John: So there’s no personal pronoun in there?
Karina: No. This is a handy pattern. You can say “sorry that,” followed by a verb in first person singular in many other phrases too.
John: Like what other phrases?
Karina: For example, “sorry to disturb” - извините, что отвлекаю
John: Can you give us an example using this expression?
Karina: Sure. For example, you can say, Извините, что не смогу участвовать в семинаре.
John: ...which means "Sorry that I won't be able to take part in seminar."
John: Okay, what's the next phrase?
Karina: Что случилось?
John: meaning "What happened?" What can you tell us about this phrase?
Karina: First is the question word “what,” followed by a verb in past simple tense.
John: And in this case, the verb is…?
Karina: случилось with the postfix сь. This is usually used for passive forms.
John: But this isn’t passive?
Karina: No, случилось can't be used without this suffix as it already means "to happen (by itself)."
John: Can you give us an example using this phrase?
Karina: Sure. For example, you can say, Что случилось с этим сканером?
John: ...which means "What happened to this scanner?"
John: Okay, now onto the lesson focus.

Lesson focus

John: In this lesson, you'll learn about asking for a day off. If you need an unexpected day off due to illness or an emergency, you’ll need to call your supervisor and explain the situation.
Karina: Like Linda did in the dialogue.
John: Remind us Karina, what did Linda say in the dialogue?
Karina: Я плохо себя чувствую сегодня
John: Literally this is “Today I feel myself bad.” Is there any part of this in particular that we should pay attention to?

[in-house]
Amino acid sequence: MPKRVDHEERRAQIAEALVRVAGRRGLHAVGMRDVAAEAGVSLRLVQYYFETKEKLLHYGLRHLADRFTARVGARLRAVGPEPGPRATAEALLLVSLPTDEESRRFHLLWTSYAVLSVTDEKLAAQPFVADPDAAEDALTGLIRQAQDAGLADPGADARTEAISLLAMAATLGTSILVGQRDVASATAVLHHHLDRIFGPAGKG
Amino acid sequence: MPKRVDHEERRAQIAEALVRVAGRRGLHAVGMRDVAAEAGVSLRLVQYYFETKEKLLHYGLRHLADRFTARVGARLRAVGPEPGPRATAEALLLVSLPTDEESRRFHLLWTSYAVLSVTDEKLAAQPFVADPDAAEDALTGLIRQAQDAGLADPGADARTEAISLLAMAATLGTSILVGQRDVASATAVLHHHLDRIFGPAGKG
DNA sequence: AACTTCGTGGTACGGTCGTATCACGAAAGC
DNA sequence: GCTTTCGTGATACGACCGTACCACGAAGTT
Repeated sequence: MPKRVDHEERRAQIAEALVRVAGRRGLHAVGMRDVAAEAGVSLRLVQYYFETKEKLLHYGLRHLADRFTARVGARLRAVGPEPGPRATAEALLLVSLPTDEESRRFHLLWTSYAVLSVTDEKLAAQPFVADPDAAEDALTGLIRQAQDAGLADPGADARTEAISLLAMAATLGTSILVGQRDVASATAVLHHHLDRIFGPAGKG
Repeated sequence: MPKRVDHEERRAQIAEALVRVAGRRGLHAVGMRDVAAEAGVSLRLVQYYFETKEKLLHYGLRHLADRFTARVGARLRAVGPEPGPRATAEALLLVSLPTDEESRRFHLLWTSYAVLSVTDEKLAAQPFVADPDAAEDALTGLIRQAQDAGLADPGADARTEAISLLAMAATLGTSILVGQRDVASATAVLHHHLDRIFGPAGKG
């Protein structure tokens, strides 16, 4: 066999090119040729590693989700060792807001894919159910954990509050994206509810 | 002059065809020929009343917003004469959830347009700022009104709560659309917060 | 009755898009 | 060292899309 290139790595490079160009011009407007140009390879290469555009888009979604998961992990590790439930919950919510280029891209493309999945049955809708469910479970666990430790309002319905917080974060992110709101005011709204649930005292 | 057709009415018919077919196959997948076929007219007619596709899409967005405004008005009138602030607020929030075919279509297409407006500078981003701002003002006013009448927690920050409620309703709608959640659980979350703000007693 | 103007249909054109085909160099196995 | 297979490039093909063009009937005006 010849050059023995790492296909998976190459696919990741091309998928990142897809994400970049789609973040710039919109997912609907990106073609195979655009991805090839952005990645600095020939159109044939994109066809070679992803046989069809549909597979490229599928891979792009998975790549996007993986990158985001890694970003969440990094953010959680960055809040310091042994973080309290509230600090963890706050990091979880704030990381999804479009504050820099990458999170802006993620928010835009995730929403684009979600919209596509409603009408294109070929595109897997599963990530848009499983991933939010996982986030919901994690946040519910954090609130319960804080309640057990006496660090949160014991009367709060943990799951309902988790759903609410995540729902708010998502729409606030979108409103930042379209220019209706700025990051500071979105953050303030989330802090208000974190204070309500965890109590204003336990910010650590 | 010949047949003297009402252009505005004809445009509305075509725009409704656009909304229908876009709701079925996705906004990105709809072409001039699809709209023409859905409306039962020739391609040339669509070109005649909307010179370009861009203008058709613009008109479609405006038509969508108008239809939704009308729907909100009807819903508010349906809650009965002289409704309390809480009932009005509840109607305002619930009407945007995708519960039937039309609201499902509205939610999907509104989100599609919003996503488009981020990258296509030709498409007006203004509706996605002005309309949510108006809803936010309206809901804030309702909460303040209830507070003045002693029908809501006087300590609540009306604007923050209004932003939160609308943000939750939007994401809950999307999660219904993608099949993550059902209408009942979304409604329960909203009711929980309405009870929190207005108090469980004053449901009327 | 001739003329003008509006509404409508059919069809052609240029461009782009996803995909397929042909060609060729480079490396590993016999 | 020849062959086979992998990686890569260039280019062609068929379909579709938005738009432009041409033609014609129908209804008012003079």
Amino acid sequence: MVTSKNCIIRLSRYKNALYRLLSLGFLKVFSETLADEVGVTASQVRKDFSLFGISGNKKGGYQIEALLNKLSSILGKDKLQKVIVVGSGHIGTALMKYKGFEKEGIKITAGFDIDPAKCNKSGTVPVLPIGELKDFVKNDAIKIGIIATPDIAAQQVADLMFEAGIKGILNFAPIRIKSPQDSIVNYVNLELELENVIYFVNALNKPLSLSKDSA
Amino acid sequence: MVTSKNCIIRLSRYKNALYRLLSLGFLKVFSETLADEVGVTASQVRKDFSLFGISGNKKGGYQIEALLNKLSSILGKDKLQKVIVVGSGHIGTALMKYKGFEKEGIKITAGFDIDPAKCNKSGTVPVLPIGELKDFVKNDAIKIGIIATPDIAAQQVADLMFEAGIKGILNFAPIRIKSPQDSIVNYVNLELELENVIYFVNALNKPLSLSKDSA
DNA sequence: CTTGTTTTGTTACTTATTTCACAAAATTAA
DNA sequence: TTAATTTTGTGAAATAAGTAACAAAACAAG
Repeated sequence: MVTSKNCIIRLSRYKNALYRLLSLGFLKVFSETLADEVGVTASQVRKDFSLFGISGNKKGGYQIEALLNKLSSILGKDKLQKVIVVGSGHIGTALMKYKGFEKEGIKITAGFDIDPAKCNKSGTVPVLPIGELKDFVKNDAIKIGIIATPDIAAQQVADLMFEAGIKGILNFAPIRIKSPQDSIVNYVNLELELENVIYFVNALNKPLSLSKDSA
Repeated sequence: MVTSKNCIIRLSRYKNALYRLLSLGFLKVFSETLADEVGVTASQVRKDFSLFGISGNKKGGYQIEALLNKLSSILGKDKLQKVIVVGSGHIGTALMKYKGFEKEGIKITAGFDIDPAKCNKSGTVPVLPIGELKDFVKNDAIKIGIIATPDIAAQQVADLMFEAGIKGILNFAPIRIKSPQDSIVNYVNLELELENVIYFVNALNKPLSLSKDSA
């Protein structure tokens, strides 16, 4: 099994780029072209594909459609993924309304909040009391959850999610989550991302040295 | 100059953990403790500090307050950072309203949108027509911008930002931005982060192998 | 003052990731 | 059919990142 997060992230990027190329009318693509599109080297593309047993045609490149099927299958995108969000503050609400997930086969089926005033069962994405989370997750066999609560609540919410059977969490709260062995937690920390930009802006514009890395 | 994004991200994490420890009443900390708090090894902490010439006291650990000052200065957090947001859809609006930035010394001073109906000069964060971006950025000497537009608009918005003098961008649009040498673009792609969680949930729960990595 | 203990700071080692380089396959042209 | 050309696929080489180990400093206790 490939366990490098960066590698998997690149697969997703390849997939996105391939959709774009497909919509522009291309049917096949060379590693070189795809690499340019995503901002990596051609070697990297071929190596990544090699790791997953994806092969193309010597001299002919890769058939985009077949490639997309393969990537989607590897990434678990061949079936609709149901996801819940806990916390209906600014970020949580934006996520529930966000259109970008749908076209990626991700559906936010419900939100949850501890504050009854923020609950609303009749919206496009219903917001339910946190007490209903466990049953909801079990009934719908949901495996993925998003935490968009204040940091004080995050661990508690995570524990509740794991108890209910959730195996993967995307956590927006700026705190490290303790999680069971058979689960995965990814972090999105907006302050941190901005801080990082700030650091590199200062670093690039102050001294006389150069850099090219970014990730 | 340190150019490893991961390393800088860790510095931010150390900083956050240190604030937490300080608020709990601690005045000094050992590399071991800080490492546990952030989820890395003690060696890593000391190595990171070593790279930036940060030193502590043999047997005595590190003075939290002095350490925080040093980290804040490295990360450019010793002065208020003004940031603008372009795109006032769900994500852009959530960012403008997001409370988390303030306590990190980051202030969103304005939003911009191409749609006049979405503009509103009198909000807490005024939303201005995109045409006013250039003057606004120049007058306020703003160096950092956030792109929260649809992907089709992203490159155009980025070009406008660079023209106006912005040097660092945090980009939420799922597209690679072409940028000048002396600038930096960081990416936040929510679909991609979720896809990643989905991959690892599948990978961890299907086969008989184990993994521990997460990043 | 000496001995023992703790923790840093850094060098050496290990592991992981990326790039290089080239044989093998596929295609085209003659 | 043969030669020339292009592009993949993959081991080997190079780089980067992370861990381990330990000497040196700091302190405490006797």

Karina: Yes, in the middle of the sentence. The verbal phrase себя чувствую.
John: Okay, what can you tell us about it?
Karina: себя is a reflexive pronoun. It shows that an action being performed is directed onto the person who performs this action
John: Can this only be used for the first person?
Karina: Actually no. It can be used for the second or third person - it has no gender or number.
John: Wow, that’s really handy and easy to remember. If we need to be a little more specific about why we feel bad, what could we say?
Karina: Maybe Я простыл.
John: “I have a cold.”
Karina: Or У меня высокая температура.
John: “I have a high temperature.” Now that we’ve explained that we’re ill and can’t come in, we need to actually ask for the day off.
Karina: If you’re not that deathly sick, you might want to say something like Можно мне поработать из дома?
John: “Can I work from home?”
Karina: That sentence uses можно мне, which means “can me.” This is more polite than могу я, “can I.”
John: Thanks for pointing that out!
Karina: You could also say Можно мне прийти после обеда?
John: “Can I come in for the second part of the day?”
Karina: They both sound better than asking for the whole day off, don’t they?
John: If you’re well enough for those options, ask, and I’m sure your boss will be happy to accommodate you.

Outro

John: Okay, that’s all for this lesson. Thank you for listening everyone and we’ll see you next time! Bye!
Karina: Пока!

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What would you say to ask for a day off to your Russian boss?